Foreign adoptions to US fall by 14 percent, continuing trend


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By David Crary

The number of foreign children adopted by U.S. parents plunged nearly 14 percent last year, extending a decline that's now continued for 14 years, according to State Department figures released March 14.

Sharp drops in adoptions from China and Ethiopia more than offset notable increases from India and Colombia.

The department's report for the 2018 fiscal year shows 4,059 adoptions from abroad, down from 4,714 in 2017 and 82 percent below the high of 22,884 in 2004. The number has fallen every year since then.

China, as has been the case for several years, accounted for the most children adopted in the U.S. But its total of 1,475 was down 22 percent from 2017 and far below a peak of 7,903 in 2005.

Suzanne Lawrence, the State Department's special adviser on children's issues, said the steady decrease in adoptions from China was linked to an improved Chinese economy and the expansion of domestic adoption there. She also said U.S. adoption agencies were hampered by China's laws restricting activities by foreign nongovernmental organizations.

Adoptions from Ethiopia dropped sharply to 177, down from 313 in 2017 when it was No. 2 on the list. Ethiopia imposed a ban on foreign adoptions last year, citing concerns about the well-being of its adopted children and improprieties by foreign adoption agencies.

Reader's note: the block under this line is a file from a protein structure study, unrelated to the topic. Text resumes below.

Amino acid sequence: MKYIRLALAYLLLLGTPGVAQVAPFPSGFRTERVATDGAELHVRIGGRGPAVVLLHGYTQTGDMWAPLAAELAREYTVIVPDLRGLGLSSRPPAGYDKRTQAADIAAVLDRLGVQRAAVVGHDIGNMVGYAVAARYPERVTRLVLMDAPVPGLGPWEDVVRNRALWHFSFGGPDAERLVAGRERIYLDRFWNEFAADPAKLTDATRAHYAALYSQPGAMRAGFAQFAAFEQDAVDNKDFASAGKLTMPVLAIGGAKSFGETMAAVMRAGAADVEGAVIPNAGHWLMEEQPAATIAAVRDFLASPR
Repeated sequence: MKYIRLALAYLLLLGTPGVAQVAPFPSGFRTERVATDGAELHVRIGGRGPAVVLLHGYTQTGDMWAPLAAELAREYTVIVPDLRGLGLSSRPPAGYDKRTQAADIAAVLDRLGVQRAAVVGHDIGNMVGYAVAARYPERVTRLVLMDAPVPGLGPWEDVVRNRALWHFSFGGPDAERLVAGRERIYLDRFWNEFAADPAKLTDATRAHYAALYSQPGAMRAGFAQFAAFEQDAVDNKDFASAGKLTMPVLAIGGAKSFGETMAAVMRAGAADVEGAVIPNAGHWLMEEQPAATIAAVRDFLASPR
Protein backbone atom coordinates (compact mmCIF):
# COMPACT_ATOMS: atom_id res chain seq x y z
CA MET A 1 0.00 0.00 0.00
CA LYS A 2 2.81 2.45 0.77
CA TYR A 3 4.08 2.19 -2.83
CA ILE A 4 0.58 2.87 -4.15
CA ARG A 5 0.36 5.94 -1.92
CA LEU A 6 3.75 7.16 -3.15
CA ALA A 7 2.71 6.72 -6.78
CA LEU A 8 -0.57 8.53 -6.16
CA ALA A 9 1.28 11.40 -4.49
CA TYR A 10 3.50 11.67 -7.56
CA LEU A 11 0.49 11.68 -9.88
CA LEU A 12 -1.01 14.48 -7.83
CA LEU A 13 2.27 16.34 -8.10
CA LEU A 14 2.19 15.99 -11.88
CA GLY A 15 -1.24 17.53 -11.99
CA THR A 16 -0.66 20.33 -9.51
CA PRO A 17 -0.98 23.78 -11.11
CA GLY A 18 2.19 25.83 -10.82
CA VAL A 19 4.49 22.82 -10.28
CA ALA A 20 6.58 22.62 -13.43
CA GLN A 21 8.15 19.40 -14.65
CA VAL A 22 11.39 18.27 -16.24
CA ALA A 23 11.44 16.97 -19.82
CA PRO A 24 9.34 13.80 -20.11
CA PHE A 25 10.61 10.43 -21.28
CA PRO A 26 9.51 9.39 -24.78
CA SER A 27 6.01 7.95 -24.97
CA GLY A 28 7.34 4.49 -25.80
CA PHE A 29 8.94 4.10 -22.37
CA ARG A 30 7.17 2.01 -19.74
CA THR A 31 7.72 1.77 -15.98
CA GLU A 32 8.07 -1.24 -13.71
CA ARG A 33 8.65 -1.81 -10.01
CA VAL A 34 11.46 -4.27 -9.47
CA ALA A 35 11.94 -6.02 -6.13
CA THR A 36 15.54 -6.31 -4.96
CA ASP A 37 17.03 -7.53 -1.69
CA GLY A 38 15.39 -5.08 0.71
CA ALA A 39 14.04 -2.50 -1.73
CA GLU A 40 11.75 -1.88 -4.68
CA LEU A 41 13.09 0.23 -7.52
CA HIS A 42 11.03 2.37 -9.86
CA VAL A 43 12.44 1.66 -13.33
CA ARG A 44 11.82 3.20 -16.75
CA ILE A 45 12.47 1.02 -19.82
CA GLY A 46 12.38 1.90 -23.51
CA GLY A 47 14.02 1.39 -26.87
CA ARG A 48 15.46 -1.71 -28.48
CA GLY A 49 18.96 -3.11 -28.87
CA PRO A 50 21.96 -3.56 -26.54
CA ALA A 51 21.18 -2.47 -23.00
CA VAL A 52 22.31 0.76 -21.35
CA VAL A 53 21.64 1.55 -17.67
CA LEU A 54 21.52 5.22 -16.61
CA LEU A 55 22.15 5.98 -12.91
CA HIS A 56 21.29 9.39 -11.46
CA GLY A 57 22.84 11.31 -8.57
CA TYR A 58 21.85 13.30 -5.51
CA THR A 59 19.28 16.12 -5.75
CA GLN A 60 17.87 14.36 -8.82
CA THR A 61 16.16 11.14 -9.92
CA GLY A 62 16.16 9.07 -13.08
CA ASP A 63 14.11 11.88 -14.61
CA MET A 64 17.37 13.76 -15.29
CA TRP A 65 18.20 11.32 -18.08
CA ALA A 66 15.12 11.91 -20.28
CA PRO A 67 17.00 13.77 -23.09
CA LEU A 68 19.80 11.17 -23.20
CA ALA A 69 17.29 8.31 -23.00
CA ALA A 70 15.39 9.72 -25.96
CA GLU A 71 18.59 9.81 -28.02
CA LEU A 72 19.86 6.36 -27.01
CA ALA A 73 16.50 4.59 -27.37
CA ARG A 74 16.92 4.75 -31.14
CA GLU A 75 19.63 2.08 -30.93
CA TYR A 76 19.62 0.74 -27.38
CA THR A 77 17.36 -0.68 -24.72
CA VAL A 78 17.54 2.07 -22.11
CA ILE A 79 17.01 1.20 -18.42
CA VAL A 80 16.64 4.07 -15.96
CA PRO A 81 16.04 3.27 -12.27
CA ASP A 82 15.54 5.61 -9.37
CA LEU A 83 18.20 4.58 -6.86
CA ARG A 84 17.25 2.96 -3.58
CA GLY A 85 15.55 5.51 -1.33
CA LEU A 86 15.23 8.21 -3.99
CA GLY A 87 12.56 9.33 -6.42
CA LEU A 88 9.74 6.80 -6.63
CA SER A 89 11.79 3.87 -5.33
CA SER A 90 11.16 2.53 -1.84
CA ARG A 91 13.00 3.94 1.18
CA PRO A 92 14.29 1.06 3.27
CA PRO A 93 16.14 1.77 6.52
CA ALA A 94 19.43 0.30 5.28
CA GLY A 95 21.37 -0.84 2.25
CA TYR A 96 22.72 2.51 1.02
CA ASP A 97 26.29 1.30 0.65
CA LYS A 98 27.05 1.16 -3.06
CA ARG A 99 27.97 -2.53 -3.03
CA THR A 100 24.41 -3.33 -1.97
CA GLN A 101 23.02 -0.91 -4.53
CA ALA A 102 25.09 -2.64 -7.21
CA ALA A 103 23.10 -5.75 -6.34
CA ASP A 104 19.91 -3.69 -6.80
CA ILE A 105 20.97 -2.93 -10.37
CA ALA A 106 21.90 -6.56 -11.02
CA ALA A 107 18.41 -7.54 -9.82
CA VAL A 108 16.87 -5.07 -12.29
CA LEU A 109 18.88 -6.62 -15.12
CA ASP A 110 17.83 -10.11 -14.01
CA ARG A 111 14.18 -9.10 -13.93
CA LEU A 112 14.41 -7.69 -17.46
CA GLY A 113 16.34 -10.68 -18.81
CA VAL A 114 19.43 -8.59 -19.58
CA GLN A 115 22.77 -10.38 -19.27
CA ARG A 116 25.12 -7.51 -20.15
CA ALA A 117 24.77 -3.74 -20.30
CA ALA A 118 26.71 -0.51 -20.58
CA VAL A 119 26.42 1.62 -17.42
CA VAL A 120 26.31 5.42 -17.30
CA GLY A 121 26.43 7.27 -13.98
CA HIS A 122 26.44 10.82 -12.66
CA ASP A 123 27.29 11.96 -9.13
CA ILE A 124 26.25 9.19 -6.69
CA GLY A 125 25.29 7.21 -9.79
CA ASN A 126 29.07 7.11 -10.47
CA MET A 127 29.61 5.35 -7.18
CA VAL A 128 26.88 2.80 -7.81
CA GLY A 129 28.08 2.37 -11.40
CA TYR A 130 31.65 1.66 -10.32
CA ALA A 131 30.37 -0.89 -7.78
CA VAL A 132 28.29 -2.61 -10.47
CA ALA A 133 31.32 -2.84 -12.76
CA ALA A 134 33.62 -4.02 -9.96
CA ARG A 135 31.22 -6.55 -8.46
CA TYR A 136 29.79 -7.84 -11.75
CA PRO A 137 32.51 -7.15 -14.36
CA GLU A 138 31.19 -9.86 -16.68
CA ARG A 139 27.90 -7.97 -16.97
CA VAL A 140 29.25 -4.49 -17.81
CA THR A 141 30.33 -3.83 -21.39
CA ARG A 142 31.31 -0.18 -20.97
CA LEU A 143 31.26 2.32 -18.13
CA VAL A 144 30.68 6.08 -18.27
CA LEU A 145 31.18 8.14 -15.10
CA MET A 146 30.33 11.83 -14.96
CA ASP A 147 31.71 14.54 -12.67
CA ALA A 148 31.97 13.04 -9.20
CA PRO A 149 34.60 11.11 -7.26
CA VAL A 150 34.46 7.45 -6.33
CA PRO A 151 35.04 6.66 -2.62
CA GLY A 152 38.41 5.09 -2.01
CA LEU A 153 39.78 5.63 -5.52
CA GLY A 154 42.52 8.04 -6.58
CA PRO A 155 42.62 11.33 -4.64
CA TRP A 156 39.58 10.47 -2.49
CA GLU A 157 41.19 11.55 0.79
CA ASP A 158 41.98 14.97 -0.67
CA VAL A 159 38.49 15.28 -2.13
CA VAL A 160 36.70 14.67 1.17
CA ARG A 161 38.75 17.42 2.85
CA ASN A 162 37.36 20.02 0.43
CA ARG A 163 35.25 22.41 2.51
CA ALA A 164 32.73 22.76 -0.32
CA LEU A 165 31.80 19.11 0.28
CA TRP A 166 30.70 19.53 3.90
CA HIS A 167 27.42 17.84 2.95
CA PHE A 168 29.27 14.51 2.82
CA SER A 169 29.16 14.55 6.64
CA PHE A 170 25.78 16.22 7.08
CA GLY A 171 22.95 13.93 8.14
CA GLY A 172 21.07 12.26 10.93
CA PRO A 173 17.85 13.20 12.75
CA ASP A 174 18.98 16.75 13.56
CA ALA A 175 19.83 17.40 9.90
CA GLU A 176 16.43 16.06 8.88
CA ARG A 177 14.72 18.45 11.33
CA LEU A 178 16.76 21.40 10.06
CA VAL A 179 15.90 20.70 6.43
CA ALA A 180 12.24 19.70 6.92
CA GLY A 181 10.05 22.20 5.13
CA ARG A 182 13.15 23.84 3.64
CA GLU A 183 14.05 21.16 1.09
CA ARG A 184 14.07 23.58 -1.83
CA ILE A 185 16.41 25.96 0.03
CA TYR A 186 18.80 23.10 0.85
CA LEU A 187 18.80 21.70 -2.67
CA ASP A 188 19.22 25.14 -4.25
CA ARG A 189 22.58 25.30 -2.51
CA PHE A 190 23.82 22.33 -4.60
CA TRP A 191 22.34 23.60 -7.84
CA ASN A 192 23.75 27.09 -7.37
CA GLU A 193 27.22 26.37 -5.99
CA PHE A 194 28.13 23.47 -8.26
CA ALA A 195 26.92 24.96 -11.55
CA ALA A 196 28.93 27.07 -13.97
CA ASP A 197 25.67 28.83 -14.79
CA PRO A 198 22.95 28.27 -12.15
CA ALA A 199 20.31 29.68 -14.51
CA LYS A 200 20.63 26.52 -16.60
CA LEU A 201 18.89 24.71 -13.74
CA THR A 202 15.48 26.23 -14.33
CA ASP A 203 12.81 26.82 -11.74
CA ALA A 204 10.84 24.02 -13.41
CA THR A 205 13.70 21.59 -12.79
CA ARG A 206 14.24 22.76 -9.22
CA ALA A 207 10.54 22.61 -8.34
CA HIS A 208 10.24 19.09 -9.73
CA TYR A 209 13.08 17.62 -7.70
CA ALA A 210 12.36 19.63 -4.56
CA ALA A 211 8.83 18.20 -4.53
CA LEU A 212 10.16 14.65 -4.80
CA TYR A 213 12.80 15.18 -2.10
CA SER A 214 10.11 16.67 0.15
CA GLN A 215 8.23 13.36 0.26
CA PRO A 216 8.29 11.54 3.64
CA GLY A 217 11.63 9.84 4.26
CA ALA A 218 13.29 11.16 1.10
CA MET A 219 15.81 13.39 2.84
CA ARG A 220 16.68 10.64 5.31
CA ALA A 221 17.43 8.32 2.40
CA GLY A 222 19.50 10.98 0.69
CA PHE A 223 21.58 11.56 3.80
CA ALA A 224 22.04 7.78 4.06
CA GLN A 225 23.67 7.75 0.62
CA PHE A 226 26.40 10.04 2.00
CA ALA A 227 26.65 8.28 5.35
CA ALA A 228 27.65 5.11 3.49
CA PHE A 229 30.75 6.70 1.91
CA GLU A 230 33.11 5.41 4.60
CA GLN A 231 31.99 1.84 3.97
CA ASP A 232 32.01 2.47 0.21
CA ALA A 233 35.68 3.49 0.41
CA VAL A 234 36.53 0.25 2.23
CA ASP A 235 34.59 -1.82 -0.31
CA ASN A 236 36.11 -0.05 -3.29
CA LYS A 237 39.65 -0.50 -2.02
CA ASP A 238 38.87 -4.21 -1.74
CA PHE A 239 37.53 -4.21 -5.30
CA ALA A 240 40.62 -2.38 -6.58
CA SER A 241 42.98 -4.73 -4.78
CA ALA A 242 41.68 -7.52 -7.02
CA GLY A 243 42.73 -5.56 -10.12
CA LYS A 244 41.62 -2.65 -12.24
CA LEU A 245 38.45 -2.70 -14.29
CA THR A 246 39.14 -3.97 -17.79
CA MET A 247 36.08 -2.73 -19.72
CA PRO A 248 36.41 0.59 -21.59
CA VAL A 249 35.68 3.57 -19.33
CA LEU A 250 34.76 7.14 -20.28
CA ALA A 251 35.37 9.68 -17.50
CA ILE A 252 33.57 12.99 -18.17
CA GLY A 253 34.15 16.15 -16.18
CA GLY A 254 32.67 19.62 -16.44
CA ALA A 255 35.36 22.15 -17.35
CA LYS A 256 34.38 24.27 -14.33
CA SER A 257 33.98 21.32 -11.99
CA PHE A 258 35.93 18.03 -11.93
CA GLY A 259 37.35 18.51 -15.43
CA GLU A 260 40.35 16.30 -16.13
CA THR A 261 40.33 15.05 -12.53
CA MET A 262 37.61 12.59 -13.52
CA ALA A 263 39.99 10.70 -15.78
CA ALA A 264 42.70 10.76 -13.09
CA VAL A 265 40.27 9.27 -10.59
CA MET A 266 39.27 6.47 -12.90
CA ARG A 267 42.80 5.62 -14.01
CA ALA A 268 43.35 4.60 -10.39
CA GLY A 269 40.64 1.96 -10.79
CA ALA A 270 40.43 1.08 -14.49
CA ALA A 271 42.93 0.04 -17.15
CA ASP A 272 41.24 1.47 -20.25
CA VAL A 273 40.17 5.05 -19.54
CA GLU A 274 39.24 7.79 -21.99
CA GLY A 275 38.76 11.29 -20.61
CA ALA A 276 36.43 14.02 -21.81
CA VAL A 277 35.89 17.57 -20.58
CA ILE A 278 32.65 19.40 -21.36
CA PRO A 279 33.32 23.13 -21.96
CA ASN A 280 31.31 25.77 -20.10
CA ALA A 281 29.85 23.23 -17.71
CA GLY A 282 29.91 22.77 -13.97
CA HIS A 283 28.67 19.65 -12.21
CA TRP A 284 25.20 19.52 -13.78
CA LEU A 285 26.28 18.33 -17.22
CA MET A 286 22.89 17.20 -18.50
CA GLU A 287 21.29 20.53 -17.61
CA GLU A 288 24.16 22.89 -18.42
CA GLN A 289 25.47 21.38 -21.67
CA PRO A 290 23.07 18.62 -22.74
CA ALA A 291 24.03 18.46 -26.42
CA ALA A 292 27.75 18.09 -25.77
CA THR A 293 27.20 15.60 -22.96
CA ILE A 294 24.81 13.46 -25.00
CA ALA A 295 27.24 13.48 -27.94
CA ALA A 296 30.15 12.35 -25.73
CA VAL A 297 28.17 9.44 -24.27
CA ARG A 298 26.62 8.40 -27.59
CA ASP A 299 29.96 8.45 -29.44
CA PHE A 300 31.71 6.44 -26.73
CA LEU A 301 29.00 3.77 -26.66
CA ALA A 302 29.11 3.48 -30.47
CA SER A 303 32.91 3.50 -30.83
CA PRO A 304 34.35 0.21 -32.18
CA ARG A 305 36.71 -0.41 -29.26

Adoptions from impoverished Haiti, which is trying to establish a domestic foster care program, dropped from 227 to 196.

India accounted for the biggest increase, with adoptions to the U.S. rising from 221 to 302. Adoptions from Colombia rose from 181 to 229. Lawrence said the State Department had developed strong relationships with child-welfare authorities in both countries.

For a fourth straight year, there were no adoptions from Russia, which once accounted for hundreds of U.S. adoptions annually but imposed a ban that fully took effect in 2014. The ban served as retaliation for a U.S. law targeting alleged Russian human-rights violators.

According to the new report, 81 children were adopted from the United States to nine foreign countries, including 38 to Canada and 20 to the Netherlands.

Along with the updated statistics, the State Department summarized concerns about shortcomings on the part of U.S. adoption agencies. One persisting problem is failure to comply with requirements by foreign governments to regularly submit post-adoption reports on the welfare of the adopted children.

Also of concern are cases in which children adopted from abroad are transferred from one U.S. home to another without authorization from child-welfare authorities. There also have been troubling cases where adoptive parents in the U.S., without authorization, have sought to return adopted children to their country of origin.

International adoptions have been declining worldwide in recent years. The United States accounts for about half of all foreign adoptions, including large numbers of children with special medical and psychological needs.

However, the National Council for Adoption and many of the adoption agencies it represents have faulted the State Department for failing to reverse the decline in foreign adoptions.

“Every year nothing changes, except that fewer children receive a loving, nurturing family through intercountry adoption," said Chuck Johnson, the council's president and CEO. “Orphaned, abandoned and vulnerable children around the world are counting on the U.S. to do better, and the State Department should re-evaluate what it's doing, appoint people who can more effectively carry out this important mission and work more collaboratively with the U.S. adoption community."



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